Hello! Blake Ellison here, and I’m Roger’s newest grad student assistant. I’m interested in video games (both academically and personally), so I’m helping the team try to make sense of our findings that video games make up a huge proportion of our data consumption (when bytes are used as the measure).
A simple reason why video games comprise so much of our information is the sheer volume of pixels that get transmitted to your eyeballs. A game running at 60 frames per second at 1080i on a current-generation console like the Xbox 360 is pumping out a huge amount of data. That’s to say nothing of hardcore PC gamers, who have what amount to miniature supercomputers sitting on their desktops.
These ‘supercomputers’ don’t have all that power simply to push out 1920 x 1080 pixels 60 times per second. They have the power to do all that and make it look good.
To demonstrate what gamers demand from their little silicon wonders, we included a screenshot from a good-looking modern video game, NBA Live 10, in the initial digital release of the report. But for the print version, coming soon to a university near you, we decided to give this some more attention.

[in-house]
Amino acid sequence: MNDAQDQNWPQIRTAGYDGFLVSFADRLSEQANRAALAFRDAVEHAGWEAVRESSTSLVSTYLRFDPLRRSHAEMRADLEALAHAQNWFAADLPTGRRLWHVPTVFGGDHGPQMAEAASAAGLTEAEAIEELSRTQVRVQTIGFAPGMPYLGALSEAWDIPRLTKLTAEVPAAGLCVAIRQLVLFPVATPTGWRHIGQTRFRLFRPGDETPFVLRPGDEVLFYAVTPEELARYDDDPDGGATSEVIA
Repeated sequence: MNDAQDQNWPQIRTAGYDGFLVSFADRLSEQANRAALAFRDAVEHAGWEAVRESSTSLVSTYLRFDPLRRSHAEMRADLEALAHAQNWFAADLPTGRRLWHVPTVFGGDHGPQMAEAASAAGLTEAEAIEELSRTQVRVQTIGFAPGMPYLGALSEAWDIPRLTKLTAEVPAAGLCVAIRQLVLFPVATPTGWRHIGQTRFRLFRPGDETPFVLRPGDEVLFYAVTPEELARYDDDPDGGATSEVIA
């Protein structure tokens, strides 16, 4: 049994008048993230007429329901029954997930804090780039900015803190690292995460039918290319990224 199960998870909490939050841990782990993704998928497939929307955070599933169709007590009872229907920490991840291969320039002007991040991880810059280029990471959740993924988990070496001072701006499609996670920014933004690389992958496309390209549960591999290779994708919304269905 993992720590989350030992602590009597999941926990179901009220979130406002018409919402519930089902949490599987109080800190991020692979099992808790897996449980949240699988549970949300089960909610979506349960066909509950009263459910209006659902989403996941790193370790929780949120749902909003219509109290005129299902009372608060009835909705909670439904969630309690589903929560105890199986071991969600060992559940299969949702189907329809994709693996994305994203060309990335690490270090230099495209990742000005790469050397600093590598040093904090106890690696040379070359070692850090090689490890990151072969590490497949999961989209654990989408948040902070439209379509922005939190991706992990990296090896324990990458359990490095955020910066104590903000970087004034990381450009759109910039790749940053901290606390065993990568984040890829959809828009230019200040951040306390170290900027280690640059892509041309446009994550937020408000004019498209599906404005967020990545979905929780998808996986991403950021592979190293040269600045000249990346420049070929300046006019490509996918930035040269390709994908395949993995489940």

Roger and I rounded up some particularly attractive video game screenshots, and I’ve pointed out some noteworthy details in each image. Included are NBA 2K10 (which is even more gorgeous than NBA Live!), NHL 2K10, and Gran Turismo 5. Ultimately, we could only use one in the report, but since we went to the trouble to prepare so many candidates, I thought we’d share them with our audience.
The NBA games look even better in motion. Remember, these downloads are heavily compressed, far below what you get if you play them live.
In the near future, I’ll be trying to update our estimates of the compression of video games, which poses a unique challenge since games are played in a variety of screen resolutions and may even depend on the kind of game being played!
We’re very open to ideas on how to calculate our estimates. In the meantime, I’ll be capturing lots of game footage and seeing what it reveals.